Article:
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Immigration Law Proposals Threaten Victims of Domestic Violence

May 8, 2006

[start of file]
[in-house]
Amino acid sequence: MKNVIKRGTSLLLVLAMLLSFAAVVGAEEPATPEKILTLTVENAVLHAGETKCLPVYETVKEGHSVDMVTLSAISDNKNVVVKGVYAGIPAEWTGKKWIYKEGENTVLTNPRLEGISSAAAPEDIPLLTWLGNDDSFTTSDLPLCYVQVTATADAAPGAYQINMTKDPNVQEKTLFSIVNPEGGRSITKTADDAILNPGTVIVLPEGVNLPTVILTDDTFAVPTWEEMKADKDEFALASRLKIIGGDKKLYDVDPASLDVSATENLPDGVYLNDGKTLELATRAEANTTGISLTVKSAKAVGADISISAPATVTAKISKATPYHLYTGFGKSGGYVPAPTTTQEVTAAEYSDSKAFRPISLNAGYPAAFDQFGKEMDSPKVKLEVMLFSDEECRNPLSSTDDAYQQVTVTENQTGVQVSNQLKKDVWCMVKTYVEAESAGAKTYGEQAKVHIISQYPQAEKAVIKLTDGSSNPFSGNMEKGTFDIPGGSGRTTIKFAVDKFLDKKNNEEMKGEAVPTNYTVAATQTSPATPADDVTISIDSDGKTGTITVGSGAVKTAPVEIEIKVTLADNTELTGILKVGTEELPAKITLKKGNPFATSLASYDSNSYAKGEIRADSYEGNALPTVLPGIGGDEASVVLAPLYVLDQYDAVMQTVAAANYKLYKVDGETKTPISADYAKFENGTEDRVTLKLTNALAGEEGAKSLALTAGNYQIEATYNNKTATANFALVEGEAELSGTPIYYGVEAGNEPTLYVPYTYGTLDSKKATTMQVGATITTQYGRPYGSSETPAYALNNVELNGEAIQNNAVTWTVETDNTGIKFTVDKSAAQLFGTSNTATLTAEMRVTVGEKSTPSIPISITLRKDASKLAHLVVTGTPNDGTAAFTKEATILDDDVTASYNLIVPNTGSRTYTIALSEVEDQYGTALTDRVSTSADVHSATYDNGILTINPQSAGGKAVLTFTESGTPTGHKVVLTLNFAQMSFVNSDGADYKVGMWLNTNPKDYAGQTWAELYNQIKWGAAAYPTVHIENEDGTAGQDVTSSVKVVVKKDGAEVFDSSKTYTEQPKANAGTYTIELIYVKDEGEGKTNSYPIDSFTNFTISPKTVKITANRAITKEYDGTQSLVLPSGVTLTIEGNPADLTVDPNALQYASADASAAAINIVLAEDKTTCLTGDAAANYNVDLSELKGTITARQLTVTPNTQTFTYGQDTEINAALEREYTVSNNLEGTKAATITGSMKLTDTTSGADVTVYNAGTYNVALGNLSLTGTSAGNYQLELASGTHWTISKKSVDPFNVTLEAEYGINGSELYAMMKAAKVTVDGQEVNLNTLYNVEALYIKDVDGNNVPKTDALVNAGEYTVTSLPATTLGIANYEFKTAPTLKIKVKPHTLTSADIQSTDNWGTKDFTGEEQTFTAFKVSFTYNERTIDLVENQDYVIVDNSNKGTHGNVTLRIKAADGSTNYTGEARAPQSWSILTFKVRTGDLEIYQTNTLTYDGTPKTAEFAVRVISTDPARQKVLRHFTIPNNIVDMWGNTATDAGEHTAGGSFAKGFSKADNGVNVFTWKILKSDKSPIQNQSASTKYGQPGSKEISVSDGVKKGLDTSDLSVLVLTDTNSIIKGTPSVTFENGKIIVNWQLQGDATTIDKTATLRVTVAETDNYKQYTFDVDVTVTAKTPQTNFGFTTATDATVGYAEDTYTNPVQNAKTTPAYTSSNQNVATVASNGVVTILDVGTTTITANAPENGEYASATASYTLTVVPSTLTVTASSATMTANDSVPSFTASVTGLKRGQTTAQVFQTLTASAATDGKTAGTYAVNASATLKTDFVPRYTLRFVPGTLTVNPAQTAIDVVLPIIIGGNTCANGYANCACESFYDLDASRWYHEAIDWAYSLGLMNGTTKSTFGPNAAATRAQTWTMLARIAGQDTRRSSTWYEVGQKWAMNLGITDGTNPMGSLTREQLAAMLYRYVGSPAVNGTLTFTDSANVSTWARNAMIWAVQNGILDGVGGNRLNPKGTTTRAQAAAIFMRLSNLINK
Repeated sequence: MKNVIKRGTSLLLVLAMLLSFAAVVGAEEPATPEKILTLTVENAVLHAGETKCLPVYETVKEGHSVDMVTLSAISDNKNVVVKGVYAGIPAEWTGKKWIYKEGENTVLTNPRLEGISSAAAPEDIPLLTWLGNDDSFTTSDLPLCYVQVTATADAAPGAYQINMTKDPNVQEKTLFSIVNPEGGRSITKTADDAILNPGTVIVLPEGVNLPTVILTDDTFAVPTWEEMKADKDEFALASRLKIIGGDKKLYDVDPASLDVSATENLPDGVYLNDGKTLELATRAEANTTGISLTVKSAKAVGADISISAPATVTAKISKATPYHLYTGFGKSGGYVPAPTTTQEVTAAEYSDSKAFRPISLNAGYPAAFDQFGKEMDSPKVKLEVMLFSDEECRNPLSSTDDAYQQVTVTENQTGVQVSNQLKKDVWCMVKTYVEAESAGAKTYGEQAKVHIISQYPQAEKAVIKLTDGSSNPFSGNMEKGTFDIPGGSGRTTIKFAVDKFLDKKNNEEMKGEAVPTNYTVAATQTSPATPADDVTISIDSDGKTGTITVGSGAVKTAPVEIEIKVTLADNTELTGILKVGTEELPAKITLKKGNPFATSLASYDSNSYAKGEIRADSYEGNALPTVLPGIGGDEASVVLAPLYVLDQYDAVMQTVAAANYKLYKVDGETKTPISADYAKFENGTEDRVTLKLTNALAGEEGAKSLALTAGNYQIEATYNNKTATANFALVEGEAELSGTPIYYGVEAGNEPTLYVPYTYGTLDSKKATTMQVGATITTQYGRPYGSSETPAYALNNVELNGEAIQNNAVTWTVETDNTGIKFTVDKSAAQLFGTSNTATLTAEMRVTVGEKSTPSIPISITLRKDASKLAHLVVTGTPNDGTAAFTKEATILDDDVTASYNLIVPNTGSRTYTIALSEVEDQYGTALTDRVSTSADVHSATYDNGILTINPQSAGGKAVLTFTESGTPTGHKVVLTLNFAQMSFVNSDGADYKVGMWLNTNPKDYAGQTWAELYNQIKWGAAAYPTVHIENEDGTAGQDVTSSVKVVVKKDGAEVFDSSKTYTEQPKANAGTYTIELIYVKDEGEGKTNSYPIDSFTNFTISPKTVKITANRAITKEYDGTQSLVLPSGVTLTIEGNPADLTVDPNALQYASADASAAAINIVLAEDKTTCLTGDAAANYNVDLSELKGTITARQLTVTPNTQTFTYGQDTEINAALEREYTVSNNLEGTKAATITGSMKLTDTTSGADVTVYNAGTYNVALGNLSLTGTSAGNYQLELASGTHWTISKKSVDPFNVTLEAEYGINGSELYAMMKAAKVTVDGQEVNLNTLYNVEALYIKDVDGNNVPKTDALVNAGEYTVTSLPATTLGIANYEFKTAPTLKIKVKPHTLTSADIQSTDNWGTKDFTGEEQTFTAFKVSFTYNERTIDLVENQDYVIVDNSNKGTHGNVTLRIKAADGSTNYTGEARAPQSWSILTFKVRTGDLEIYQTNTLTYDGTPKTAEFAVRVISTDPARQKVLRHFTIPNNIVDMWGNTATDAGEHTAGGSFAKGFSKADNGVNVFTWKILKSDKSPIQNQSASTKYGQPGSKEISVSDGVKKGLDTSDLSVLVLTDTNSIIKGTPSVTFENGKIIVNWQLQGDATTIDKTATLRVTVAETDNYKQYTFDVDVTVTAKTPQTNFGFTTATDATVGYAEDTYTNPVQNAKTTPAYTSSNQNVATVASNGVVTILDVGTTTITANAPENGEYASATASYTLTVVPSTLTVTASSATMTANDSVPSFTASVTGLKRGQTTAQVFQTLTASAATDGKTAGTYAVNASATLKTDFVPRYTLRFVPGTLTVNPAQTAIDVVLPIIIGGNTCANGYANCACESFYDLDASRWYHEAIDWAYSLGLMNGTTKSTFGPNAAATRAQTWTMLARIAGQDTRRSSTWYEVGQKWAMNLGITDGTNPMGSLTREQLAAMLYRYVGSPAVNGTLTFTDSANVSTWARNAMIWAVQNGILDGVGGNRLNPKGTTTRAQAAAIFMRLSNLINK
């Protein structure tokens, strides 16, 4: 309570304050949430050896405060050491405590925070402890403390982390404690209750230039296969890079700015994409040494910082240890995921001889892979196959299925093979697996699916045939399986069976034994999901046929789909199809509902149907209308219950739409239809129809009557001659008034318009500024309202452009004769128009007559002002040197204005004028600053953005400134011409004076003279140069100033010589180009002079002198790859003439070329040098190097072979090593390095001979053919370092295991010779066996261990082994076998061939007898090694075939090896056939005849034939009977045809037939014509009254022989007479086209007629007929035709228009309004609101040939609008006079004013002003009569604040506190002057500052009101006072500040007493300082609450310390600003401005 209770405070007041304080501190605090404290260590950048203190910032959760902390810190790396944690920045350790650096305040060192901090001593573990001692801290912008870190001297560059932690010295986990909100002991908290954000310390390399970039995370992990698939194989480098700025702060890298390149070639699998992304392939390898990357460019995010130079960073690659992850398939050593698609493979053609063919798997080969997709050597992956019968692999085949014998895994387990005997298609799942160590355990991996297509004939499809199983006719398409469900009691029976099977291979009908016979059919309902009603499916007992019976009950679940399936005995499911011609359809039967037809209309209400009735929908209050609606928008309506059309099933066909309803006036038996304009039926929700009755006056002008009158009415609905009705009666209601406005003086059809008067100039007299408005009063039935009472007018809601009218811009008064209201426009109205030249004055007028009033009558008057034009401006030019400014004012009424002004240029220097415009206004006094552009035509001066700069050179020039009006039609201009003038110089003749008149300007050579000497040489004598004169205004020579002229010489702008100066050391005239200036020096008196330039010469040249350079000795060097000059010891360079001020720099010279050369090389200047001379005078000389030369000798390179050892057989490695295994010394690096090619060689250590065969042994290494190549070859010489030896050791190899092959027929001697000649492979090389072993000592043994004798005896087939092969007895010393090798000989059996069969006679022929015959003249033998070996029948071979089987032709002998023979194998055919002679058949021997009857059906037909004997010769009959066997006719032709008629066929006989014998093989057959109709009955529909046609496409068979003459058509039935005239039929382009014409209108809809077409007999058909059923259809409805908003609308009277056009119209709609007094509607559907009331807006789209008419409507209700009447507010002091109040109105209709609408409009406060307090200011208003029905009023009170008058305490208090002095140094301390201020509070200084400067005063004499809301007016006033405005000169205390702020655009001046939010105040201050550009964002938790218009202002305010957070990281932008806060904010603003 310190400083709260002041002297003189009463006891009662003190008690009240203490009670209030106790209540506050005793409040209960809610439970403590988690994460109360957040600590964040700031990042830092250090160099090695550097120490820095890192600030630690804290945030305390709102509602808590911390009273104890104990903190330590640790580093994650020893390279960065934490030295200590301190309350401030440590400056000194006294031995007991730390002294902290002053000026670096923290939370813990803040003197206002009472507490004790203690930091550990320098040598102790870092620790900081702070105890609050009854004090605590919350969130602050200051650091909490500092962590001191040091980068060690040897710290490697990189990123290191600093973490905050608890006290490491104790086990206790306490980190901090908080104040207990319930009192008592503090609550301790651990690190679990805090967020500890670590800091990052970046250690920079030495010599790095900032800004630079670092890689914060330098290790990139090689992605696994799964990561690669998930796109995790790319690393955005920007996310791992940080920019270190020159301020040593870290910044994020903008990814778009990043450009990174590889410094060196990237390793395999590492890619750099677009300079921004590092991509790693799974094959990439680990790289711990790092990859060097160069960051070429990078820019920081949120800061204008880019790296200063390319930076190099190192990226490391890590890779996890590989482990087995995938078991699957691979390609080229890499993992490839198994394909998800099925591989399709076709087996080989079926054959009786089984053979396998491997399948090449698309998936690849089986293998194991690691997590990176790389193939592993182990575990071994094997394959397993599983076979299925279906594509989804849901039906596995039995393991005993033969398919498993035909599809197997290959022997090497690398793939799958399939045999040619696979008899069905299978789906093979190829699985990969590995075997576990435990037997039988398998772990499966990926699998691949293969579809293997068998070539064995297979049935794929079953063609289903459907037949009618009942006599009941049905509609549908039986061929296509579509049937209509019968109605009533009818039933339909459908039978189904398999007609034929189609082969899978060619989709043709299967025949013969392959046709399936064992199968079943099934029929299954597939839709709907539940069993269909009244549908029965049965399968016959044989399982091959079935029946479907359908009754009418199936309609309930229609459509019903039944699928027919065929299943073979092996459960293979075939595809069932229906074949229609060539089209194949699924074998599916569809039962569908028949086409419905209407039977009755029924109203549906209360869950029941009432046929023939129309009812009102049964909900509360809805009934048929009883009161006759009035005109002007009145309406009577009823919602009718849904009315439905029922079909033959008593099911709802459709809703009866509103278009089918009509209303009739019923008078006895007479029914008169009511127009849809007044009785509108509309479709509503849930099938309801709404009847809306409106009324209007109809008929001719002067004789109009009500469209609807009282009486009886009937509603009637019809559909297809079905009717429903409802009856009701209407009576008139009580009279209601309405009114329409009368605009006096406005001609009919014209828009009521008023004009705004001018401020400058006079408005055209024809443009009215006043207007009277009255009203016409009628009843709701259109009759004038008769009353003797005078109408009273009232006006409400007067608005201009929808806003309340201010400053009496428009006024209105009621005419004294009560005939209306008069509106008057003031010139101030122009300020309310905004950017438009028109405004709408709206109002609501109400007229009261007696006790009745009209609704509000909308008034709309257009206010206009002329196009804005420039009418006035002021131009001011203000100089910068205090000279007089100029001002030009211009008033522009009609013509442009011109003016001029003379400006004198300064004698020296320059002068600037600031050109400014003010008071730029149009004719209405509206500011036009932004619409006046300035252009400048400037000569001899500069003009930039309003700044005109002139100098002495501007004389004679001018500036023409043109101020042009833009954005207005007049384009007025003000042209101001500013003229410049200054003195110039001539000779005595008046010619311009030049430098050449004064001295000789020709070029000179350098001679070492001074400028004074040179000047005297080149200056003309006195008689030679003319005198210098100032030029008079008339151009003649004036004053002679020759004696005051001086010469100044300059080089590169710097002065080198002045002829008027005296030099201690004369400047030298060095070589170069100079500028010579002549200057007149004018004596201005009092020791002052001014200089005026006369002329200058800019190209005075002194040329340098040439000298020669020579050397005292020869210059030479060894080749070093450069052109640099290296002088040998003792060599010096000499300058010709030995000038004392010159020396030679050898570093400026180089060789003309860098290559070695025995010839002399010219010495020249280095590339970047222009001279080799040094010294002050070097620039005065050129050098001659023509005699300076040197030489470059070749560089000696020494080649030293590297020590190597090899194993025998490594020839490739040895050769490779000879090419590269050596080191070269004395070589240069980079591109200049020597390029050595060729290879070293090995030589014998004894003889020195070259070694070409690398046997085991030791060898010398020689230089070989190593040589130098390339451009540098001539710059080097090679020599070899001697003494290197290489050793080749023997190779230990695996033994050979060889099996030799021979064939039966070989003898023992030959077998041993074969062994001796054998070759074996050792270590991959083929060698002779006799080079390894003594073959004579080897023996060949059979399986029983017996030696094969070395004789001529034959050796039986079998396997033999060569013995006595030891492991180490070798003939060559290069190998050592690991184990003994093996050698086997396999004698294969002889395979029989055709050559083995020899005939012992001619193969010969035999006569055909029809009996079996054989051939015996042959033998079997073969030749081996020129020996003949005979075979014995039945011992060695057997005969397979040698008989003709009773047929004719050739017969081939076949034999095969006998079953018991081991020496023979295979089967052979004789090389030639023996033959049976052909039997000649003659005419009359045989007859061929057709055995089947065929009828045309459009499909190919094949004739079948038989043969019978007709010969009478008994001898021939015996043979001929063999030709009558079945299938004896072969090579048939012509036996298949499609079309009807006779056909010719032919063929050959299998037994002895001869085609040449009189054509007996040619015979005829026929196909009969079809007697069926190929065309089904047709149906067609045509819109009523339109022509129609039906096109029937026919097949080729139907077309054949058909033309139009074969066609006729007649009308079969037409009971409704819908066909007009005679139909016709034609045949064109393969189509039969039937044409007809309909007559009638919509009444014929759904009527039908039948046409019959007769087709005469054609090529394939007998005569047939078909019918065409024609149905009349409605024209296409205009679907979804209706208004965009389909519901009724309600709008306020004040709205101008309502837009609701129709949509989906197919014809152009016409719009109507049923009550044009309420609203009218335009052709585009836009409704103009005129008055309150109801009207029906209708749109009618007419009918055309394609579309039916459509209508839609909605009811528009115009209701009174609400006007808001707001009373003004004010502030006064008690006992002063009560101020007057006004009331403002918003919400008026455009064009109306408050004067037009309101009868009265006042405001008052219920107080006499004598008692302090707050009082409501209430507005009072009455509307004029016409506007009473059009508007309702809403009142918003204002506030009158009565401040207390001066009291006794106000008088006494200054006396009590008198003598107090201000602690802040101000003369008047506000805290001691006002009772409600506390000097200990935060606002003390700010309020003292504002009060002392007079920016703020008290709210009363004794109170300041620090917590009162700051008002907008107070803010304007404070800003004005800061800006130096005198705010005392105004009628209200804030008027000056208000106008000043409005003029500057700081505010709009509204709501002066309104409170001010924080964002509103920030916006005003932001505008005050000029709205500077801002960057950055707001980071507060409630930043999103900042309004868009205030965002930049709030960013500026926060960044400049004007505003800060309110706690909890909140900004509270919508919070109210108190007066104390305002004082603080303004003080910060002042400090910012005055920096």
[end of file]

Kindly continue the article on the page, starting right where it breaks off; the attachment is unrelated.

When a victim of domestic violence also happens to be an immigrant woman without documents, the barriers she faces in trying to escape her tormentor are enormous. Two New Mexico women, founders of Enlace Comunitario, say punitive legislation that has passed in the U.S. House of Representatives would make such a woman, already dangerously at risk, far more vulnerable. “Typically, she must overcome a language barrier and poverty. She fears deportation. She doesn’t trust authorities. She comes from a background of cultural and religious beliefs that make her feel she must stay in a relationship,” says Claudia Medina. “And she is unable to leave her abuser because in most cases, he is the one with the legal documents to work in this country. The community came to us and said, would you do something about this problem.” Enlace Comunitario, which promotes the rights of Spanish-speaking immigrants in New Mexico, began by training volunteers and conducting a weekly support group. “We were in the midst of a volunteer training session,” says Medina, “when one of the women from the community was killed by her husband.” They knew then they had to confront the crisis broadly in addition to providing services for victims. “The roots of domestic violence are ingrained in those barriers that immigrants face,” explains Medina. “We need to address systemic discrimination and the fact that there is a very anti-immigrant sentiment in the nation that is beginning to affect us here in New Mexico.” Enlace Comunitario’s new project educates community members on civil rights issues. “People need to know what their rights are with police and with the border patrol. Unfortunately, there has been a lot of confusion between homeland security and issues of immigration, and so people are extremely frightened,” says Rachel Lazar, executive director of El Centro, the advocacy spin-off of Enlace Comunitario. “There is almost a military presence, and our families become terrified just taking their children to school, going grocery shopping, or driving to work.” Among the federal legislative proposals, Medina and Lazar say the approach of Senators John McCain and Edward Kennedy is comprehensive and provides a path to citizenship for the 11 to 12 thousand undocumented immigrants already in the U.S. In contrast, the House bill, HR 2437, “looks at immigrants as criminals,” says Medina. And that has drastic implications for many women trapped in violent marriages. The Violence Against Women Act, passed in 1994 and recently reauthorized, includes specific protections for immigrants based on studies that showed that domestic battery problems can be exacerbated in marriages where a non-citizen’s legal status depends on an abuser. A survey had shown that 40 percent of immigrant victims of such abuse reported that the battery either began or increased following their arrival in the U.S. Further research—sponsored by the Immigrant Women Project (IWP) of Legal Momentum (formerly the NOW Legal Defense and Education Fund)—reported that immigration related abuse can take many forms, from a husband threatening to turn in an immigrant wife to Homeland Security to hiding her notices to appear before an immigration judge to defend herself from deportation. According to the report, abusers “play upon their victims fears” to retain control. In a particularly cruel Catch 22, the protections for immigrant women afforded by the Violence Against Women Act are unavailable unless a person is of “good moral character,” a designation precluded by the criminal label mandated in the House immigration bill. “What people don’t know is if you over stay your visa or are otherwise undocumented, currently that is a civil violation,” explains Lazar. “The House bill would turn 12 million people into felons.” Another provision of the bill would have state and local police enforce federal immigration laws. “So our local police would pretty much be doing the job of border patrol,” says Lazar. “If I want to call the police to protect me or my children, but I know that will lead to my deportation, I’m not going to do so. It is a disincentive not only for the victims but for anyone who witnesses a crime. That is a huge public safety issue.” Despite the problems faced by those who reach the U.S., increasing numbers of women cross the border. According to the Pew Hispanic Center, undocumented families in the U.S. contain 3.9 million women and 4.9 million men. And contrary to the stereotype of undocumented workers, fewer than half of male migrants and only one of five females are single and unattached. AP reporter Julie Watson wrote recently that whereas a decade ago, illegal immigrants were typically men, now more and more women cross the border—at tremendous risk. Rape is so prevalent that women often take birth control before they set out. Watson quoted Teresa Rodriquez, regional director of the UN Development Fund for Women, that some considered rape “the price you pay for crossing the border.”